In the 2016 election, it's claimed that Pro-Trump bots infiltrated Twitter hashtags and Facebook pages used by Hillary Clinton supporters to spread automated content. Bots were also deployed at a crucial point in the 2017 French presidential election, throwing out a deluge of leaked emails, from candidate Emmanuel Macron's campaign team on Facebook and Twitter. The information dump also contained what Macron says was false information about his financial dealings. The aim of #MacronLeaks was to build a narrative that Macron was a fraud and a hypocrite – a common tactic used by bots to push trending topics and dominate social feeds.
When science fiction writers first imagined robot invasions, the idea was that bots would become smart and powerful enough to take over the world by force, whether on their own or as directed by some evildoer. Twitter is particularly distorted by its millions of robot accounts; during the French election, it was principally Twitter robots who were trying to make #MacronLeaks into a scandal. This time, someone with an agenda but no actual public support unleashed robots who impersonated (via stolen identities) hundreds of thousands of people, flooding the system with fake comments against federal net neutrality rules. To be sure, today's impersonation-bots are different from the robots imagined in science fiction: They aren't sentient, don't carry weapons and don't have physical bodies.
The plan was the beginning of a national effort to prepare Americans for a future with AI--a future some computer scientist believe our nation is ill-equipped to handle. Using research and concepts from several AI experts including Mark Stehlik of Carnegie Mellon and Rand Hindi of Snips, EdSurge put together the following three-step list educators can use to start implementing AI education in schools. Dr. Rand Hindi, CEO of Snips (a machine learning device company), is part of a research group working with the French government to prepare their country for AI. For Stehlik, the onus is on technology companies and higher education institutions to prepare K-12 teachers for AI instruction by providing them with curriculums, capacity and continuing education opportunities.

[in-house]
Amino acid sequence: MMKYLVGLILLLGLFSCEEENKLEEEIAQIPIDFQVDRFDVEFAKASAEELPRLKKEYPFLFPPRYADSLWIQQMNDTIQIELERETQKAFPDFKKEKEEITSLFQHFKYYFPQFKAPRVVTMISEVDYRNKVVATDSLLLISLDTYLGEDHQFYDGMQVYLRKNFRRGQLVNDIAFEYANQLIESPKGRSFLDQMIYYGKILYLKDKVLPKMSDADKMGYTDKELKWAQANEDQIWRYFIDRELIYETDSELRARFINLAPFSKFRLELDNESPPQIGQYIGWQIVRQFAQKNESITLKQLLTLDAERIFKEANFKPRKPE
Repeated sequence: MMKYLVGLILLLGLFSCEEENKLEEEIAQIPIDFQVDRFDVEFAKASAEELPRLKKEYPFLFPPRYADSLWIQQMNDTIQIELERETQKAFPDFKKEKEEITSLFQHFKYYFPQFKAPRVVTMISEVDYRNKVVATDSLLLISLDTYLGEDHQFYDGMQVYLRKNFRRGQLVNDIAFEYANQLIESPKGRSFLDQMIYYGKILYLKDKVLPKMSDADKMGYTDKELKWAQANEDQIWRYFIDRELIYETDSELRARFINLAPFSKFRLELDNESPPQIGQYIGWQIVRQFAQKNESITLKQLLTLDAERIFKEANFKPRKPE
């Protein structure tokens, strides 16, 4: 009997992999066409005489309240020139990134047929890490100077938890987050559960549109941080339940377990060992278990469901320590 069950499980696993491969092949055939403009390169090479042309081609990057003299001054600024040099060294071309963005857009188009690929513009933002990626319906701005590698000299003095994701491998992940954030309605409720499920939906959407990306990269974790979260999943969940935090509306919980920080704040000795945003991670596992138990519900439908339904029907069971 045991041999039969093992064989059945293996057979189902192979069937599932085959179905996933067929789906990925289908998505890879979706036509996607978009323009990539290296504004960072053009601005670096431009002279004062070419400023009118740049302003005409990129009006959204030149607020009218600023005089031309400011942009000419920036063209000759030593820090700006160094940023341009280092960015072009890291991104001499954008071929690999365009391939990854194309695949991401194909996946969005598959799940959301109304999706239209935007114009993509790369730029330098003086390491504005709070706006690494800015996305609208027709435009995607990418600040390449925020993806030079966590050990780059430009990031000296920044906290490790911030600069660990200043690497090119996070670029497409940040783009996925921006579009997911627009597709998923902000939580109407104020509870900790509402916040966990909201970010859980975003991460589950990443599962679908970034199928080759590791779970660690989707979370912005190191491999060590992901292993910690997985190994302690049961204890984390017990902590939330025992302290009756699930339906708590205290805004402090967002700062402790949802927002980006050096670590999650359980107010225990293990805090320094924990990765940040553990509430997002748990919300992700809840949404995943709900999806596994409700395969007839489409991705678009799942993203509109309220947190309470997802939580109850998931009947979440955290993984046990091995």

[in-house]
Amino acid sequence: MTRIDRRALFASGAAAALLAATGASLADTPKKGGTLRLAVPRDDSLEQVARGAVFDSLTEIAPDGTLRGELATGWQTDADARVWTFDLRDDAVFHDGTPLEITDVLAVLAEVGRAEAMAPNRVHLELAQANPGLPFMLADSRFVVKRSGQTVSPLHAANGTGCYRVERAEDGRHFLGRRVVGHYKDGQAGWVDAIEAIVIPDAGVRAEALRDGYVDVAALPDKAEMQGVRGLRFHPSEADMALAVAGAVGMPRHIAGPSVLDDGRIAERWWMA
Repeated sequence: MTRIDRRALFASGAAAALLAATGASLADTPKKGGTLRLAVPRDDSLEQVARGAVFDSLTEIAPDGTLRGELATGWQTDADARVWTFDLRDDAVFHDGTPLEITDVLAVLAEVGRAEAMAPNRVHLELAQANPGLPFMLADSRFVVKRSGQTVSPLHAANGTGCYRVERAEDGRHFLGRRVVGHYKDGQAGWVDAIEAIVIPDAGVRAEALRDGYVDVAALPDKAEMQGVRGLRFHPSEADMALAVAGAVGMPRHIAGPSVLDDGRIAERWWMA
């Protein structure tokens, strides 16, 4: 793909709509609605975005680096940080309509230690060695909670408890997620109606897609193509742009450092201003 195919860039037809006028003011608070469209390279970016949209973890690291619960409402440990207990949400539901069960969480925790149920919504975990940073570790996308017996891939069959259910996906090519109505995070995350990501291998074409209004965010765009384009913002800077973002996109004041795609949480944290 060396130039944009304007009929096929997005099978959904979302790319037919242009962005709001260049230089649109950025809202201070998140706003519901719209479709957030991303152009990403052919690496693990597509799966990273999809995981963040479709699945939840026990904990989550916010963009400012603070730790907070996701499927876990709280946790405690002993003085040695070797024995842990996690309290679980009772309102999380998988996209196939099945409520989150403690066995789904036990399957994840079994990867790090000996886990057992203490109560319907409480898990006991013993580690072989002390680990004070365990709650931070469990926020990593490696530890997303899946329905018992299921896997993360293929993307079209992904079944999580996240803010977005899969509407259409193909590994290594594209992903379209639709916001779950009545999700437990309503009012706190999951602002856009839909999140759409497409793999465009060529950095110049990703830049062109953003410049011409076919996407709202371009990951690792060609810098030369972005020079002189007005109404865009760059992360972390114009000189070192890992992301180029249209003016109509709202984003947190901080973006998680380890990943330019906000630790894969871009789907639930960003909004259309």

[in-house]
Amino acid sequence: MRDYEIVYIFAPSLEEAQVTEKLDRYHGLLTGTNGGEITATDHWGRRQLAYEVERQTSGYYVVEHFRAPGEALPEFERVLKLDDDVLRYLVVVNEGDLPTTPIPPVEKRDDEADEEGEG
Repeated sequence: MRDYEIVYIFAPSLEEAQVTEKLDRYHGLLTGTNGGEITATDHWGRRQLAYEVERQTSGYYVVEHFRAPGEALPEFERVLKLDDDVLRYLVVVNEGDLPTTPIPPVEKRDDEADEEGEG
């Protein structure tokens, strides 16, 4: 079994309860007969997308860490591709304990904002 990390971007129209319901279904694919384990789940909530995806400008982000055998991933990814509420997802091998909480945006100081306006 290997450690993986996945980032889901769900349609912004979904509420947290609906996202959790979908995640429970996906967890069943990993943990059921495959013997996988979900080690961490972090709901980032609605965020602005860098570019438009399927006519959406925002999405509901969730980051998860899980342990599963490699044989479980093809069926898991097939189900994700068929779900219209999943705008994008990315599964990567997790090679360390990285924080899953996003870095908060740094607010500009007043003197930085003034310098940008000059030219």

US ride services company Lyft and Google parent Alphabet's self-driving car unit Waymo have launched a self-driving vehicle partnership, bringing together two rivals to dominant ride-sharing service Uber. On Monday, a company that claims to make the world's first folding bike helmet announced that the tennis pro was one of more than 400 individuals who had helped it raise nearly £700,000 on crowdfunding platform Seedrs. The euro hit a six-month high against the dollar on Monday and US stock futures briefly touched a record high after Emmanuel Macron won the French presidential election, easily beating anti-EU rival Marine le Pen. The pound surged against the dollar on Tuesday to its highest level since last December after Prime Minister Theresa May said she wanted a general election on 8 June.